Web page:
At our first tutor meeting in Febuary 2019, ‘Reading To Learn’ was discussed through an AV presentation written for us by Liz Leighton, a past coordinator at Literacy Network. For the past 4 or so years she has been working at ACU, teaching academic literacy to international students .
‘Reading to learn has been used for over 10 years now and was developed by David Rose, a lecturer at Sydney University. It was initially developed to support indigenous learners in remote areas in a way that fosters a feeling of support and success. It is part of a learning cycle, where learners prepare to read, read in detail with the support of a teacher or tutor, are supported in note-taking and joint writing, which finally leads to the confidence to write independently. Today, we will just look at the reading part of this cycle.’
If you need help with reading or writing in English and are a permanent resident, you can contact us by phone or email to discuss your circumstances. Apart from a small enrolment fee, lessons are free for as long as you need them.
Literacy Network will be participating in this event again in 2018. We will have a stand at Dee Why RSL who are generous donors to our organisation. We will join over 50 organisations who volunteer on the northern beaches to present our programs and provide information to the public.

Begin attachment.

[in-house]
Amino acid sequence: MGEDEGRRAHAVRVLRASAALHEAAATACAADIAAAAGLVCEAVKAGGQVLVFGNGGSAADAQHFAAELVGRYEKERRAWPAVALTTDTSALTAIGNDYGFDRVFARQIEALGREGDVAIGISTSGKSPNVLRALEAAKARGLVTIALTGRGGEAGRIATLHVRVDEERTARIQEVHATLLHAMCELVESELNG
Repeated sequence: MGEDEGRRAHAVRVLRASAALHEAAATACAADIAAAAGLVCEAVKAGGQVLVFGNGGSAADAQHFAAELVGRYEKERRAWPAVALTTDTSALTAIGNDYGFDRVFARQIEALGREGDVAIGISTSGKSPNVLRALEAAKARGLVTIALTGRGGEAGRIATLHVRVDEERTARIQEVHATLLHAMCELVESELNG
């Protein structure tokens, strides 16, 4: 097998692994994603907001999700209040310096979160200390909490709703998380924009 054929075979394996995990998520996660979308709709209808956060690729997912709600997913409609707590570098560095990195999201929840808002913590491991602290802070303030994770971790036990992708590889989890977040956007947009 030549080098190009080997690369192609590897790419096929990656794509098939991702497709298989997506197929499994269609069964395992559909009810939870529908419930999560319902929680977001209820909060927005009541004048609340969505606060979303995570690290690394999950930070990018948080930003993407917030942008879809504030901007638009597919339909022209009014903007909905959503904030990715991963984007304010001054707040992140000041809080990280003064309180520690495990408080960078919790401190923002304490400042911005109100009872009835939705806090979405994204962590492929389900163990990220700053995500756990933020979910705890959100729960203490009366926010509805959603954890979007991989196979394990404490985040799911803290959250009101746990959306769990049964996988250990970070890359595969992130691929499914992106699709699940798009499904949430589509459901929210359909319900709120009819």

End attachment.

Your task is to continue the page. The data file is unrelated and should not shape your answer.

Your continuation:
Vesna, the co-ordinator of the Volunteers Expo, has a professional photographer lined up to take pictures of volunteers and their pets for a booklet to be distributed by the Council.
Many people learning English have trouble with the nuances of the language. There is one two- letter word that has more meanings than any other and that is ‘UP’. Look the word up in a dictionary and you will find the definition takes up almost a quarter of a page, and can add up to about 30 definitions. It is listed in the dictionary as being used as an adverb, preposition, adjective, noun or verb. There is a book called ‘Up the down staircase’. We open up a shop and close it up at night. We lock up, clean up, fix up and speak up before we shut up.
What do you do after you chop down a tree? You chop it up.
Over the years our membership has included people from many different backgrounds and nationalities. In May 2018 we have students who speak English, Persian/Farsi, Tibetan, Turkish/Kurd, Nepalese, Arabic, Iranian, Vietnamese, Chinese, Croatian and Portuguese.
At the beginning of May 2018 we completed an eight-week training session. We welcomed seven new tutors to the organisation. Our tutors specialise in teaching adults to read and write on a one-to-one basis. They focus on individual needs and work with the student to plan a relevant and interesting program. Sessions may take place in the student’s home, a library, the Literacy Network office, in a park or a coffee shop.